3. d.elliott

    Tuning stability

    After tuning, like a dwell period following the first couple of playings & sounding of the notes, some reeds change their set which can alter tone slightly, I tend to thing of this a 'playing in'. A practise commented on many times now. We bend the reeds past their elastic limit to change their curvature, the reed shape was stable before bending, the stresses balanced and the are stable after bending, static equilibrium. when we file a reed we alter the stress distribution through the reed, it bends to a new position of static equilibrium. Vibration stress relief (VSR) has been used in industry for years, we used it on railway car (coach) bogies where we welded onto castings, I have seen it used on other fabrications and castings as well. I believe it is used on battle tank main gun barrels (Abrahams) . VSR works best when the work piece, is not constrained ( like a reed tongue), it fairly thin in section (like a reed tongue) and the vibrations achieve a resonant frequency (like a reed tongue). I have always ascribed the changes in set and very occasional pitch shortly after tuning to relaxation in the grain boundaries due to the phenomenon vibration stress relief. The conditions all fit, we know changes occur, and I have no other tenable explanation. I cannot prove it, regrettably.
  4. d.elliott

    Remaking ends by hand

    yes, a good job, just one comment on Alex information on drilling the holes for the keys, I follow the Wheatstone principle of tapering the hole from the underside of the fretting , but leaving around 1 mm of the bore parallel at the top surface end. This was explained to me by Steve Dickinson when I first started out. Dave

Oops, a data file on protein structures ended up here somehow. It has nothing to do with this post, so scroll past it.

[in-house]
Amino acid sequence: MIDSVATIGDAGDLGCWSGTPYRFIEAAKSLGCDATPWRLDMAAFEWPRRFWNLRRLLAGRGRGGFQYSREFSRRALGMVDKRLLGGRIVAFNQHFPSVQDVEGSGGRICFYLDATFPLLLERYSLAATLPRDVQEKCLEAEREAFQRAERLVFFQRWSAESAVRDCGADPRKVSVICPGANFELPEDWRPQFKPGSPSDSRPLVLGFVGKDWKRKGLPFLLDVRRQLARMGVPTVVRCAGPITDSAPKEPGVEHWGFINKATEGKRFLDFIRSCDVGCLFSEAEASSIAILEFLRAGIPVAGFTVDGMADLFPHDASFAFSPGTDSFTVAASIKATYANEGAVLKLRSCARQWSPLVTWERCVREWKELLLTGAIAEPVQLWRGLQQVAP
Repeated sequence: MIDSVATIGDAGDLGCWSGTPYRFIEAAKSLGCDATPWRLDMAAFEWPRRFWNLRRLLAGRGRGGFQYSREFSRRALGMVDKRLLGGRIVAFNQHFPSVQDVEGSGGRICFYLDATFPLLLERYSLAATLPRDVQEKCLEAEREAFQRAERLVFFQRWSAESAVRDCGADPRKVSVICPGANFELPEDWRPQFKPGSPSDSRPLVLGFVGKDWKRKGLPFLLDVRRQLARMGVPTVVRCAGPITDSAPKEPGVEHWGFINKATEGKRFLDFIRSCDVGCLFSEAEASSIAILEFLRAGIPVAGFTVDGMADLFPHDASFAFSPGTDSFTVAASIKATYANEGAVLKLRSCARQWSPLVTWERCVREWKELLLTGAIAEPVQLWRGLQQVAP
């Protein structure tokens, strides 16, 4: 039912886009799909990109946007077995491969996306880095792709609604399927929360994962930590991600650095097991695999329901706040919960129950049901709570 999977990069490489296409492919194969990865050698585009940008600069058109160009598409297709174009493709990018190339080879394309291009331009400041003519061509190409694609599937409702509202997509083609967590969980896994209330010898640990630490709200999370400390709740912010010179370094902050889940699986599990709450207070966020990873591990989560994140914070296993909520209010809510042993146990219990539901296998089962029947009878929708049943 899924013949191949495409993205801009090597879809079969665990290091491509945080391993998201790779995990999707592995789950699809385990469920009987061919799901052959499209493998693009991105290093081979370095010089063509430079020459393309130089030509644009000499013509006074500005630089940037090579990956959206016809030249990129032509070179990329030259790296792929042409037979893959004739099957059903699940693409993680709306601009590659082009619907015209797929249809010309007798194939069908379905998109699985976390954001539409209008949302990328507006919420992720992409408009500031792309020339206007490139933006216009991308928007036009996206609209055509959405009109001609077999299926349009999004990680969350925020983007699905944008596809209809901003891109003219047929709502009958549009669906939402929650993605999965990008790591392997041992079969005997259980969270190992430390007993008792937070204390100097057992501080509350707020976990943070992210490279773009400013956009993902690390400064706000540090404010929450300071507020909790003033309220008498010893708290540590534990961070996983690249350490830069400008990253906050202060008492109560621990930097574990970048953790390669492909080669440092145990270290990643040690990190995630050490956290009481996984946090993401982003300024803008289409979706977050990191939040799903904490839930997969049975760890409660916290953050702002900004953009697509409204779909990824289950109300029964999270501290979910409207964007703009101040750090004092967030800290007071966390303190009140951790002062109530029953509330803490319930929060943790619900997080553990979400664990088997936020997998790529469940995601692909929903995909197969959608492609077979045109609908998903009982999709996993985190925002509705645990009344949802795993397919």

5. d.elliott

    Morse Concertinas

    An interesting sounding shop, however It seems that they concentrate on new made instruments rather than instruments from the period, bring back concertina reeds, most of these seem to be accordion reeded
  6. The original poster asked about volume and sustainability of a phrase of music, and the impact of adding extra folds to the bellows. The only thing that changes a reed's volume is playing force. This is a constant irrespective of the number of bellows folds fitted. Worth remembering is the fact If you apply too much force you 'stall' the reeds or make them sound flat. so the limiting factors on volume are playing force (which equates to air pressure and thus air flow across a reed), and each reeds ability to handle the pressure / air flow. The extra folds do not change pressure for any given and sensible playing force, the extra folds gives more air to play with and thus more time at a particular air flow rate. So you can either play longer phrases, or the same phrase with more reeds sounding at the same time, that is, broader chords. Dave
  7. loose reed frame in its slot, needs shimming or 'bushing' with paper. see concertina maintenance manual 😏